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www.zidao.com Apprentice harmonizer, for sheer fun. Journeywoman writer, for work and pleasure. Starting point was Iowa, current stopping point on this journey is Switzerland, with frequent pauses around the world to watch and listen to the crowd, and occasionally make comments.

Tulips 2006 for Gran ellengwallace's Tulips 2006 for Gran photoset

Monday, January 30, 2006

Digital time capsules (3)

Santiago de Chile in orange: lights and shadows

Chile's new president is a woman, but more importantly, she is the fourth elected president in 16 years of democracy, since Pinochet's dictatorship was overthrown. The gunmen ran the place for 17 years, so the voters have nearly caught up.

I spent a little time in Chile, on a business trip to visit several schools three years ago. I bought this scarf at an outdoor market, a place I had walked to alone at night because teachers I'd met told me I could, that Santiago de Chile was a relatively safe city. A young woman with a face that had no European ancestors, and who spoke no English, managed to explain that these came from her hill town. The scarves were simple and not particularly stylish, but the colors were vibrant and the alpaca wool wondrously soft to the touch.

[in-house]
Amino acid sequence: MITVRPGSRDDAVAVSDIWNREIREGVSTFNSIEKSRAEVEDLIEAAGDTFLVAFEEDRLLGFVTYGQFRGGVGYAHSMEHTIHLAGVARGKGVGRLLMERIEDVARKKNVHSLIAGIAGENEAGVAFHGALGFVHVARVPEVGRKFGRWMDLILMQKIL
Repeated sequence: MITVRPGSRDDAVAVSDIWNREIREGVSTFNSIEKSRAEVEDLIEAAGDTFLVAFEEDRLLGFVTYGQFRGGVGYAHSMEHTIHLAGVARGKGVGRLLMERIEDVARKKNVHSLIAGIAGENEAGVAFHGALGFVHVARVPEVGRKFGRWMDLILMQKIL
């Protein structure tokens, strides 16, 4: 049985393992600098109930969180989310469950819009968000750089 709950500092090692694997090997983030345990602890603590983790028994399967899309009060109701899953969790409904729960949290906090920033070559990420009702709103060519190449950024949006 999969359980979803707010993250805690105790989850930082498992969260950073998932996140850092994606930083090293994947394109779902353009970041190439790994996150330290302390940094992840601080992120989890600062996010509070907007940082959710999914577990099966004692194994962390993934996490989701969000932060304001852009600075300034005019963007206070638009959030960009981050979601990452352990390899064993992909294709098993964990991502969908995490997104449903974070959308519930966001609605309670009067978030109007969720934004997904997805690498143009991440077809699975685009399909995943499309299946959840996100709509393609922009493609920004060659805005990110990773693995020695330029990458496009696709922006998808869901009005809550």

While winter was easing its way around the windows back home in Switzerland, spring was bringing magnificent flowers to fields and gardens in Santiago. The vineyards were turning green, in contrast to the brown Andean slopes that rose behind the city.

The best flowers were in the shantytown school that I visited, real ones in a garden lovingly tended by the parents and children of the school. The city did not have enough money to educate all the migrants streaming in and leaning one tin shack next to another, but the families hungered for education. A local international school, Redlands, joined forces with the families who had moved from the hill towns, and never have I seen such pride in a school community.

We talked about politics, about Pinochet and Allende, with some caution. Mothers talked more openly about their lives as maids in the rich homes across the gully from the school. Teachers talked about the problem of men and drink, and too little work. The city, but more particularly the shantytown, was streaked with the brightness of lives aching to be lived, and the shadows of poverty that left so much darkness, and yet it was a rich darkness.

I look at my scarf on a January day in Switzerland, and its warmth and softness seem to carry threads of the light and shadows of Chile. I wish the new president a Chilean future worthy of the colors her country produces.


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